Liberia: Charles Taylor guilty of aiding S. Leone war crimes
Charles Taylor war crimes trial
Liberian ex-leader Charles Taylor was convicted Thursday of arming rebels during Sierra Leone's civil war in return for blood diamonds, in an historic verdict for international justice.
In the first judgement against a former head of state by a world court since the World War II Nuremberg trials, Taylor was found guilty of 11 counts of war crimes and crimes against humanity by the Special Court for Sierra Leone.
"The trial chamber finds you guilty of aiding and abetting of all these crimes," said presiding judge Richard Lussick.
"The chamber finds beyond reasonable doubt that the accused is criminally responsible... for aiding and abetting in the commission of crimes one to 11 in the indictment," Lussick said at the court, based just outside The Hague.
Dressed in a dark suit, white shirt and red tie, the former president stood motionless as the verdict was read and showed no emotion afterwards.
He will be sentenced by the same court on May 30.
If sentenced to jail, Taylor will be held in a British prison.
Earlier the Samoan judge Lussick said: "The trial chamber found that the accused was instrumental in procuring and transporting arms to (Sierra Leone's) RUF rebels, that he was paid in diamonds and kept some for himself."
Taylor, 64, was convicted on all counts against him including acts of terrorism, murder and rape, committed by the Revolutionary United Front (RUF) rebels, who waged a terror campaign during a civil war that claimed 120,000 lives between 1991 and 2001.
The trial, which saw model Naomi Campbell testify she had received diamonds from the flamboyant Taylor, wrapped up in March 2011.
Prosecutors alleged that the RUF paid Taylor with illegally mined so-called blood diamonds worth millions, stuffed into mayonnaise jars.
These diamonds would then be smuggled through a guest house in the Liberian capital Monrovia in return for diamonds and ammunition provided by Charles Taylor.
Lussick said the stones were gathered by the RUF in Sierra Leone, who used slave labour and enlisted child soldiers.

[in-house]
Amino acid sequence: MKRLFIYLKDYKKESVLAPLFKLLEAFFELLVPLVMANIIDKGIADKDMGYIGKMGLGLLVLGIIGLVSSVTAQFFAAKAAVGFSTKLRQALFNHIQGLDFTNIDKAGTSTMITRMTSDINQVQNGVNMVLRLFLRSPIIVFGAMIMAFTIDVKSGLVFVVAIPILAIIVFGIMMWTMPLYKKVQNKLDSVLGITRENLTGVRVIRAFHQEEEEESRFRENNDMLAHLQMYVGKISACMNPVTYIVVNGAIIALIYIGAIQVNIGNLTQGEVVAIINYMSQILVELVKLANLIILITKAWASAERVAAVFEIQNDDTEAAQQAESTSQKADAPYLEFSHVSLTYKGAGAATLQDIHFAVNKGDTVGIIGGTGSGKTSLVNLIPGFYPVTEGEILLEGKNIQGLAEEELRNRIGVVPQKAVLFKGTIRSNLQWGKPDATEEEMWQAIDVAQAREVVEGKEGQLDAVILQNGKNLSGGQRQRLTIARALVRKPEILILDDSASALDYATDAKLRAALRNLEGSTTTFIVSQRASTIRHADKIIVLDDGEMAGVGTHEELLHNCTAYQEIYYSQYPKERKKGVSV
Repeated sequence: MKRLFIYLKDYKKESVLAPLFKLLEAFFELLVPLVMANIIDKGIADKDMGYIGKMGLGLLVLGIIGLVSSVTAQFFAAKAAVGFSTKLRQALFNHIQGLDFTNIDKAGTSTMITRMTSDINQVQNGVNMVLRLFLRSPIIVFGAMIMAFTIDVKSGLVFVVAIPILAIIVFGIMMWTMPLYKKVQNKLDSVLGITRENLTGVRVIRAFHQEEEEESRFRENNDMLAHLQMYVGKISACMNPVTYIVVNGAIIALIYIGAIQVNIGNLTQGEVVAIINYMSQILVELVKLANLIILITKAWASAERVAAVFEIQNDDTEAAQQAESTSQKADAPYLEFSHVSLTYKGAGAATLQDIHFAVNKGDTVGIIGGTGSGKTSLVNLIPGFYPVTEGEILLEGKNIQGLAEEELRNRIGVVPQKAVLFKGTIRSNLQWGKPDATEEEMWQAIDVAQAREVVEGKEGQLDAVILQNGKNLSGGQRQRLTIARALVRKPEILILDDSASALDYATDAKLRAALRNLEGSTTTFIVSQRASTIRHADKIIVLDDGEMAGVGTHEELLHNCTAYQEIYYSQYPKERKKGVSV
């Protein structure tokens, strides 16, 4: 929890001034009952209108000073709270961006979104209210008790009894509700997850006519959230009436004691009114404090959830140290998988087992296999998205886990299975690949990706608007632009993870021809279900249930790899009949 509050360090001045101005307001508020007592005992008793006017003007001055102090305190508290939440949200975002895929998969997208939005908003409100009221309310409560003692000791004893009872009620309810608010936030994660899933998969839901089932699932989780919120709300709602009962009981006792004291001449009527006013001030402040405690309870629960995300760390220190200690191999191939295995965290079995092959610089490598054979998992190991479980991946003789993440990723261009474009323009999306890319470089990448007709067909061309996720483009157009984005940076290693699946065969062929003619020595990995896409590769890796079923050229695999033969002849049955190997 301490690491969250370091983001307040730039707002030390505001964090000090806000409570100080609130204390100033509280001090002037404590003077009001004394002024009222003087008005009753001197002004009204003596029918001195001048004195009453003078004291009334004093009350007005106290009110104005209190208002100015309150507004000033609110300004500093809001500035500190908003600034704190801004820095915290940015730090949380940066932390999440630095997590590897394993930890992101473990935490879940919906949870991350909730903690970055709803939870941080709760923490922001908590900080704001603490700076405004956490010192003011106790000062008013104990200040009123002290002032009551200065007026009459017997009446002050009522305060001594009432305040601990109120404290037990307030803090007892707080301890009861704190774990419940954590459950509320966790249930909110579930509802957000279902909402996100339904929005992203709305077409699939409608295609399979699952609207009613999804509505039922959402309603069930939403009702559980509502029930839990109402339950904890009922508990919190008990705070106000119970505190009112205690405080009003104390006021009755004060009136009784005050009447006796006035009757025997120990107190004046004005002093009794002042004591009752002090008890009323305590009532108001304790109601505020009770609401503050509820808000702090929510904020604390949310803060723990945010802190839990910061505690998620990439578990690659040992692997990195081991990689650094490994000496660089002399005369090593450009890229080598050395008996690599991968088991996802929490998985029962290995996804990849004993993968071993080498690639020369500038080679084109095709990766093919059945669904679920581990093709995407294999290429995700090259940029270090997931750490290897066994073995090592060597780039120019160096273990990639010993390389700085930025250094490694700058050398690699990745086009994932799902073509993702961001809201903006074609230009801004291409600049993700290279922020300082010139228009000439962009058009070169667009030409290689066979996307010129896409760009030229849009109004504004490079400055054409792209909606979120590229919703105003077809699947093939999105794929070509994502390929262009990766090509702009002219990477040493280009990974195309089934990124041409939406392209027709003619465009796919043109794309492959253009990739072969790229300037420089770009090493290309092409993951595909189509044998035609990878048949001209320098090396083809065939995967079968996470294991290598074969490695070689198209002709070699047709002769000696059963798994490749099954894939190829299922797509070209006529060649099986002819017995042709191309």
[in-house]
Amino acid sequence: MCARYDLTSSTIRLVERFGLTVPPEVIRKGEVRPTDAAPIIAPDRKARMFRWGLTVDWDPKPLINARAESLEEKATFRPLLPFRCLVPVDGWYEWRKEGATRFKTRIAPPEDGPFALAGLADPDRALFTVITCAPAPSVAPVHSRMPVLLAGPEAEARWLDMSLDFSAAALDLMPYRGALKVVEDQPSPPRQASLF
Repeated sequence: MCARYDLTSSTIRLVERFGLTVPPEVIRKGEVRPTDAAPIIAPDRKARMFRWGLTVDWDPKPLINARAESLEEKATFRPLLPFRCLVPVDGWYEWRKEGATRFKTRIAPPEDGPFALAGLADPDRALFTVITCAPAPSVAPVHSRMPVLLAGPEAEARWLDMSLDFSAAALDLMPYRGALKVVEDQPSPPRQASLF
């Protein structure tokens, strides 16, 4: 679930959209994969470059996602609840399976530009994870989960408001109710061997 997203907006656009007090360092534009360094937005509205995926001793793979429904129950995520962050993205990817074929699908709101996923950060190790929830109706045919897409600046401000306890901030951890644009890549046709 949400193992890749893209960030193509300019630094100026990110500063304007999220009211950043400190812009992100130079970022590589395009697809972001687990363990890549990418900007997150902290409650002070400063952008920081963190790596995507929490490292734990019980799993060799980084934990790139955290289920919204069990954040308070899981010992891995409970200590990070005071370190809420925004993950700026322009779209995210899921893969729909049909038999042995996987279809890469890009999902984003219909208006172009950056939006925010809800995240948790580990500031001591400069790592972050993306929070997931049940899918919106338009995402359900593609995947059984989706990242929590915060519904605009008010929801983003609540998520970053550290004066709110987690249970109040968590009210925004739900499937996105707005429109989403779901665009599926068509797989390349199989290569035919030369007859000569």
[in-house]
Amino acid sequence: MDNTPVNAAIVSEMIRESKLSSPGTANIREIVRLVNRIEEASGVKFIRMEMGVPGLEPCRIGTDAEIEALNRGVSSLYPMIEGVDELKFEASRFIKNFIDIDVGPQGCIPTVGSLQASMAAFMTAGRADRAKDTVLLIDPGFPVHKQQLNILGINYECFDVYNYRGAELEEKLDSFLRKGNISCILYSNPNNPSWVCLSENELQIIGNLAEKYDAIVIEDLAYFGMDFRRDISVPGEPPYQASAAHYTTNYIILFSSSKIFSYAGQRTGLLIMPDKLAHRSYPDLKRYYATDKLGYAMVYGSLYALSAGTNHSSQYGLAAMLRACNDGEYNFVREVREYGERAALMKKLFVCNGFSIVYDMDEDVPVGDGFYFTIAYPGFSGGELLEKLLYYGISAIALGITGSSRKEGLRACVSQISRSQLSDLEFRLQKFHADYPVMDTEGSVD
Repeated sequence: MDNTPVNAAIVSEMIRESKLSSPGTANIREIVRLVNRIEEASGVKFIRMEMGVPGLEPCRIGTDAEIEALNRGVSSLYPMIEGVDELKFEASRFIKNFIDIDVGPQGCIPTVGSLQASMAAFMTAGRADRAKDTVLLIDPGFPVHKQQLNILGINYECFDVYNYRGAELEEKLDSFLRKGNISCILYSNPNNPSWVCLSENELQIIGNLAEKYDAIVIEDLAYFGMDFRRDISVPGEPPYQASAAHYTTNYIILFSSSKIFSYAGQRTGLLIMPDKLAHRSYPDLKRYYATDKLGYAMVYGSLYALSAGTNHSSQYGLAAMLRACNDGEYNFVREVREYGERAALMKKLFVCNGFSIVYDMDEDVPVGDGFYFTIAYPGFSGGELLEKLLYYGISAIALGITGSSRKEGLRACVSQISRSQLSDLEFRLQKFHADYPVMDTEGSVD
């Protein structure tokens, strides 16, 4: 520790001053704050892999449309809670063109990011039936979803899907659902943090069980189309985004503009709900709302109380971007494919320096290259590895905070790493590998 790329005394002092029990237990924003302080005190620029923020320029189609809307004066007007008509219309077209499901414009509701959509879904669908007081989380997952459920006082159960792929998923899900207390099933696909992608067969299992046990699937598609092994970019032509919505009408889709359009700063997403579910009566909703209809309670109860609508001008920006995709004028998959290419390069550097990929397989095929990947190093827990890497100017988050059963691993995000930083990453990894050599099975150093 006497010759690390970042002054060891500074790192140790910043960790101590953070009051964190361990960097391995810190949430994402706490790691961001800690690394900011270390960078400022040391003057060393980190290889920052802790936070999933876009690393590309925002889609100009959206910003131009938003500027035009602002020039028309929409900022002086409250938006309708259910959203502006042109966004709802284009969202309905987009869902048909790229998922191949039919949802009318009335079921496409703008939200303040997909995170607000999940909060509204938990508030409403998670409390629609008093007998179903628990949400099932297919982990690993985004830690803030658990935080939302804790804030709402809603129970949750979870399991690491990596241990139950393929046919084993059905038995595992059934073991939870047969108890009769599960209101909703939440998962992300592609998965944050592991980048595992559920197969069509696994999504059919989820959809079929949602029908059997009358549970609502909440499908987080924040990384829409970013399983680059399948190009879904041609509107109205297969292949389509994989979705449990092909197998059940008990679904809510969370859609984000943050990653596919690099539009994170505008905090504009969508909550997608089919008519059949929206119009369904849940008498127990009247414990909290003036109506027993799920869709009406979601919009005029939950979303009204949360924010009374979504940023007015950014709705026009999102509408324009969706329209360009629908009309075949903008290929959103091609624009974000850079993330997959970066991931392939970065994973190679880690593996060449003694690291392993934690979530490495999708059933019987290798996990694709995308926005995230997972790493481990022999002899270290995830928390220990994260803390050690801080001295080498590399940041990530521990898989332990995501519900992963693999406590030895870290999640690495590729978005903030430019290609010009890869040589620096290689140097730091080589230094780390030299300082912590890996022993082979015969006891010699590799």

"Children under the age of 15 were abducted and conscripted. They had the letters 'RUF' carved into their foreheads and backs to prevent escape," the judge said.
During the trial, prosecutor Brenda Hollis told the court that Taylor had "created, armed, supported and controlled the RUF in a 10-year campaign of terror against the civil population of Sierra Leone."
Taylor, Liberia's president from 1997 to 2003, dismissed the allegations as "lies" and claiming to be the victim of a plot by "powerful countries."
During the trial which began on June 4, 2007, 94 witnesses took the stand for the prosecution and 21 for the defence. Taylor testified for 81 hours.
Campbell and actress Mia Farrow gave headline-grabbing evidence in August 2010 about a gift of "dirty" diamonds Taylor gave to Campbell at a charity dinner hosted by then South African president Nelson Mandela in 1997.
Judges also heard gruesome testimony from victims of the Sierra Leone conflict, including a witness who said he pleaded with RUF rebels to cut off his remaining hand so they would spare his toddler son.
Others said Taylor's fighters strung human intestines across roads, removed foetuses from wombs and practised cannibalism, while children younger than 15 were enlisted to fight.
One witness said he was present when the Liberian leader ate human liver.
During his own testimony, which began in July 2009, Taylor called the trial a "sham" and denied allegations he ever ate human flesh.
In its reaction, Amnesty International said the verdict sent a message to high-ranking officials responsible for crimes that they would eventually face justice.
"There is no doubt that today's verdict sends an important message to high-ranking state officials; no matter who you are or what position you hold, you will be brought to justice for crimes," said Brima Abdulai Sheriff, Amensty's Sierra Leone head.
The proceedings were relayed live on TV screens to Sierra Leone where victims of the war looked on intently.
"We as victims expect that Taylor will be given 100 years or more in prison," said Al Hadji Jusu Jarka, a former chairman of the Amputees Association, his prosthetic arms folded in his lap.
Jusu Jarka lost both his arms when rebels held him down on the root of a mango tree and cut off first the left, and then the right, just above the elbow.
Nigerian authorities arrested Taylor in March 2006 when he tried to flee from exile in Nigeria after stepping down as Liberian president three years earlier in a negotiated end to a civil war in his own country.
He was transferred to the SCSL in Freetown, but in June 2006 a UN Security Council resolution cleared the way for him to be transferred to The Hague, saying his presence in west Africa was an "impediment to stability and a threat to the peace."
The court, set up jointly by the Sierra Leone government and the United Nations, has already convicted eight Sierra Leoneans of war crimes and jailed them for between 15 and 52 years after trials in Freetown.
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